Data science with Java – Part 3: Statistics with Apache Commons Math library

Although some statistical analysis can be performed with simple Java 8 code (thanks to lambda functions and Stream API),  a lot more with less lines of code can be achieved with libraries Google Guava or Apache Commons Mathematics Library.

I am a big fan of the Apache Foundation, so I will discard Google guava for now.

The commons library offers a couple options for each statistical function.

You can use the class DescriptiveStatistics passing the array of doubles as parameter:

DescriptiveStatistics descriptiveStatistics = new DescriptiveStatistics(testData);
out.println("\nThe mean is " + descriptiveStatistics.getMean());
out.println("The standard deviation is " + descriptiveStatistics.getStandardDeviation());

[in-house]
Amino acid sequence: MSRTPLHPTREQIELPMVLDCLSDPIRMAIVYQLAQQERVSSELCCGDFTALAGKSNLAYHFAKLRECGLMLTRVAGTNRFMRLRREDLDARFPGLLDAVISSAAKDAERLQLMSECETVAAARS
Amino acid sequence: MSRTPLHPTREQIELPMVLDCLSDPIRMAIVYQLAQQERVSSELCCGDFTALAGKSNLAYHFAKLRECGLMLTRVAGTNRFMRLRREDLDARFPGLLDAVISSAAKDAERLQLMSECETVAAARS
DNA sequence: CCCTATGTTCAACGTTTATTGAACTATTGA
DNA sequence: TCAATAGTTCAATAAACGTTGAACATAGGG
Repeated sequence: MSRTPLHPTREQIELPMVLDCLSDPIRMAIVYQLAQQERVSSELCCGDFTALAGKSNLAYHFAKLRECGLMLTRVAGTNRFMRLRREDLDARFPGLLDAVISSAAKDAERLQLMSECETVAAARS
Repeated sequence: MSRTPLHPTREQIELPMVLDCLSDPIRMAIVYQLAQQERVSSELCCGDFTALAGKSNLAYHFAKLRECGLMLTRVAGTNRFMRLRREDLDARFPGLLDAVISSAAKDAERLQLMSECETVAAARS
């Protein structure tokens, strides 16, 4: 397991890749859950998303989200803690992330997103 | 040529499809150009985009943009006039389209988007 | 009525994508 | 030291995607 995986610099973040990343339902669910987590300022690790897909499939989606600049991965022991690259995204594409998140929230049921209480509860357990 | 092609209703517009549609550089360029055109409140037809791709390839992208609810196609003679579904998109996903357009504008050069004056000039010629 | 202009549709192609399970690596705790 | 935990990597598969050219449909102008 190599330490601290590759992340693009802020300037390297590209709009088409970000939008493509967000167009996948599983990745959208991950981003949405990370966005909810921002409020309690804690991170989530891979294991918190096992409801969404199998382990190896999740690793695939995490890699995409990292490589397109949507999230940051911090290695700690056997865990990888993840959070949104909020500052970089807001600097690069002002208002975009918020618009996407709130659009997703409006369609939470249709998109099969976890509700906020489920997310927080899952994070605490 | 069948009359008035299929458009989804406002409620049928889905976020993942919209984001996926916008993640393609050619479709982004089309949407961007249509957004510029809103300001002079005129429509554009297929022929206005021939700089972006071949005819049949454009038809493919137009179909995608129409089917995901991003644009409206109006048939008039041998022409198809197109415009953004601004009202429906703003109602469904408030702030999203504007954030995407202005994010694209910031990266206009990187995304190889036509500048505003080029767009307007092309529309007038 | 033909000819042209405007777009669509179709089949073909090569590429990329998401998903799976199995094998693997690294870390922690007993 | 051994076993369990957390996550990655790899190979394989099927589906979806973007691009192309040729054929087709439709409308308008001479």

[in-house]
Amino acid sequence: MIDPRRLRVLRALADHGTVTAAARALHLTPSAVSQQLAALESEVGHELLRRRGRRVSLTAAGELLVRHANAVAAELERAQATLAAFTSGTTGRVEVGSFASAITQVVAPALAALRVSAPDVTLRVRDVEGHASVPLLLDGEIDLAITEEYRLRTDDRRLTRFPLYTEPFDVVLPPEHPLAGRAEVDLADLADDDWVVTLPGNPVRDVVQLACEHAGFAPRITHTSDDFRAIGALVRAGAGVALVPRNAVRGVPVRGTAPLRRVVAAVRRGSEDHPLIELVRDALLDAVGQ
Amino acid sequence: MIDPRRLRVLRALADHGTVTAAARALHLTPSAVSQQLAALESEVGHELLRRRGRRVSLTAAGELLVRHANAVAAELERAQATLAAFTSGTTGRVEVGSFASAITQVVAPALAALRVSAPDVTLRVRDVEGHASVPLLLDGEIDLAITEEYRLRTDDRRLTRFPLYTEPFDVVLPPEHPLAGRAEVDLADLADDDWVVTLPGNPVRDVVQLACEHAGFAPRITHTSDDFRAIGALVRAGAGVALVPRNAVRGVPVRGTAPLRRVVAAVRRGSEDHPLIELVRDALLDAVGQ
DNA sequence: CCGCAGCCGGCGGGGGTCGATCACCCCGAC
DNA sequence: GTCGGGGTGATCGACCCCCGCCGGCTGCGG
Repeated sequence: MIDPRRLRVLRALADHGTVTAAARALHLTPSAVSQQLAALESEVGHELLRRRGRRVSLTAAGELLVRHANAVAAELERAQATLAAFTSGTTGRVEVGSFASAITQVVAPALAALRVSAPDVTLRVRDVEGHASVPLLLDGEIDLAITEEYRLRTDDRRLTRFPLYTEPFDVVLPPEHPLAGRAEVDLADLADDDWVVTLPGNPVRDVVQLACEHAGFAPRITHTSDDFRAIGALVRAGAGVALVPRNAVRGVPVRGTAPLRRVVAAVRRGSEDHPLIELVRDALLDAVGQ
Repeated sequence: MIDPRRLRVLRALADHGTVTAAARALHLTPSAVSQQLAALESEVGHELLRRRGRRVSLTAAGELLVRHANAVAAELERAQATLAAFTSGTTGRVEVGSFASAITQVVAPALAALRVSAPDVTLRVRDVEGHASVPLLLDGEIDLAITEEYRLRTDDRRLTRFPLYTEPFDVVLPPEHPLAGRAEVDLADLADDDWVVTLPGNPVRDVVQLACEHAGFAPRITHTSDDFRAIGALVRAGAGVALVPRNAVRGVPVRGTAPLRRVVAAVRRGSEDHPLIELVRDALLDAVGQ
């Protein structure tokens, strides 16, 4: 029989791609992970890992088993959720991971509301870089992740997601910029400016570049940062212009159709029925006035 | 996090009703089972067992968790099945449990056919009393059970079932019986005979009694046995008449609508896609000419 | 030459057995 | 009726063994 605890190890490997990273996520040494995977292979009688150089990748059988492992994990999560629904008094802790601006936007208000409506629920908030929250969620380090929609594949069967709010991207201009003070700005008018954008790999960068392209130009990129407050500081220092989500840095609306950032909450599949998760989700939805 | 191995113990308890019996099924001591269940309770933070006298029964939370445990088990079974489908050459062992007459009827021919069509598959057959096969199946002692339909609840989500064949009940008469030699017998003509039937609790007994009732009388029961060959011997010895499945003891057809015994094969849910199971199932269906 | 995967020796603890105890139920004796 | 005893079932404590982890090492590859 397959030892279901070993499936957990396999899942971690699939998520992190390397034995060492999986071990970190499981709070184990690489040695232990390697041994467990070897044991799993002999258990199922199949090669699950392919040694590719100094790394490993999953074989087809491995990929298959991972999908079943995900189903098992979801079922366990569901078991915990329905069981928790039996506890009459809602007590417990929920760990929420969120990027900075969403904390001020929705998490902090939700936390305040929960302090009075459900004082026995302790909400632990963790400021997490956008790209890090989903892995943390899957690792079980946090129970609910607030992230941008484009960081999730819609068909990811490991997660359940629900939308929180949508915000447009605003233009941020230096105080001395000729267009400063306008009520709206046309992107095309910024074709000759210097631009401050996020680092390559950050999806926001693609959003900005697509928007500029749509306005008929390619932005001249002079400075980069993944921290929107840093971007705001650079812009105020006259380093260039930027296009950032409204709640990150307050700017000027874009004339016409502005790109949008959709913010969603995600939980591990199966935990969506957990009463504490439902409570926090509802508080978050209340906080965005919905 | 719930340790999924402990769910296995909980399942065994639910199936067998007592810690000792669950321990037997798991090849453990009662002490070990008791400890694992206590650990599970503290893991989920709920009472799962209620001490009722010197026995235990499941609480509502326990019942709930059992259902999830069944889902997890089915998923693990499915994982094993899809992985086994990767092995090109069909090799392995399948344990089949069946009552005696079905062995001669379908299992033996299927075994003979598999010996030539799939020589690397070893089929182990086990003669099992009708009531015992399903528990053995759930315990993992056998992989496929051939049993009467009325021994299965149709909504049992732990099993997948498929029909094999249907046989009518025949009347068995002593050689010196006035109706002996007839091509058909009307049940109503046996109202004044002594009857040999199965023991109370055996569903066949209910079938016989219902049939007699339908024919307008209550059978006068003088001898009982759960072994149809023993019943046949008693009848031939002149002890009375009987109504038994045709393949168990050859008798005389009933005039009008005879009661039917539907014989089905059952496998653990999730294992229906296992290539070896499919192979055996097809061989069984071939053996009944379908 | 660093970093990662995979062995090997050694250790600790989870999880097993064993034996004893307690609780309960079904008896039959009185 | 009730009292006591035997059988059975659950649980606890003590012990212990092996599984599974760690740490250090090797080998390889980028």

out.println("The median is " + descriptiveStatistics.getPercentile(50));

or use the classes Mean, Median, etc.

public static double getMean(double[] testData) {
    Mean mean = new Mean();
    return mean.evaluate(testData);

The StandardDeviation can be constructued using the sample formual (Bessel´s bias correction) setting the parameter to “true”:

private static double getUnbiasedStandardDeviation(double[] testData) {
// unbiased estimation
    StandardDeviation sdSubset = new StandardDeviation(false);
    return sdSubset.evaluate(testData);

private static double getBiasCorrectedStandardDeviation(double[] testData) {
// bias corrected estimation ( n − 1 instead of n in the formula)
    StandardDeviation sdPopulation = new StandardDeviation(true);
    return sdPopulation.evaluate(testData);


Data Science with Java – Part 2: CSV data into charts

A nice java library called opencsv allows you to import the csv file content and make charts out of it.

Let´s consider for example unemployment in Germany since the reunification. We will use a csv file containing year, amount of people in germany, west and east (four columns)